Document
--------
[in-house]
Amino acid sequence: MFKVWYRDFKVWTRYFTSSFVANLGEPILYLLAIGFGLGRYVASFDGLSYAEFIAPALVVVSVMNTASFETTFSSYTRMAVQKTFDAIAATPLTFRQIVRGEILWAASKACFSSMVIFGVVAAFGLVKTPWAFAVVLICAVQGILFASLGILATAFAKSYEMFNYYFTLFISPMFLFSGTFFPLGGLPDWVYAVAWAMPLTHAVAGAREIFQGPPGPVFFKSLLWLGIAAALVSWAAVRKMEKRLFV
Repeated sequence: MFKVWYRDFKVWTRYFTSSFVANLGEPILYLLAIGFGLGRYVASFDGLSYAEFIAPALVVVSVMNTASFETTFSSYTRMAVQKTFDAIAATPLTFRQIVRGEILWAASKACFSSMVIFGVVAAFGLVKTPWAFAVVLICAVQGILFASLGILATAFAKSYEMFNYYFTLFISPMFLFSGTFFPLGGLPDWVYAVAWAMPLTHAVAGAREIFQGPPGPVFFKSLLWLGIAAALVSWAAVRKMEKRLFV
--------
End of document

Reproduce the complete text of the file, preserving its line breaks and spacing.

[in-house]
Amino acid sequence: MFKVWYRDFKVWTRYFTSSFVANLGEPILYLLAIGFGLGRYVASFDGLSYAEFIAPALVVVSVMNTASFETTFSSYTRMAVQKTFDAIAATPLTFRQIVRGEILWAASKACFSSMVIFGVVAAFGLVKTPWAFAVVLICAVQGILFASLGILATAFAKSYEMFNYYFTLFISPMFLFSGTFFPLGGLPDWVYAVAWAMPLTHAVAGAREIFQGPPGPVFFKSLLWLGIAAALVSWAAVRKMEKRLFV
Repeated sequence: MFKVWYRDFKVWTRYFTSSFVANLGEPILYLLAIGFGLGRYVASFDGLSYAEFIAPALVVVSVMNTASFETTFSSYTRMAVQKTFDAIAATPLTFRQIVRGEILWAASKACFSSMVIFGVVAAFGLVKTPWAFAVVLICAVQGILFASLGILATAFAKSYEMFNYYFTLFISPMFLFSGTFFPLGGLPDWVYAVAWAMPLTHAVAGAREIFQGPPGPVFFKSLLWLGIAAALVSWAAVRKMEKRLFV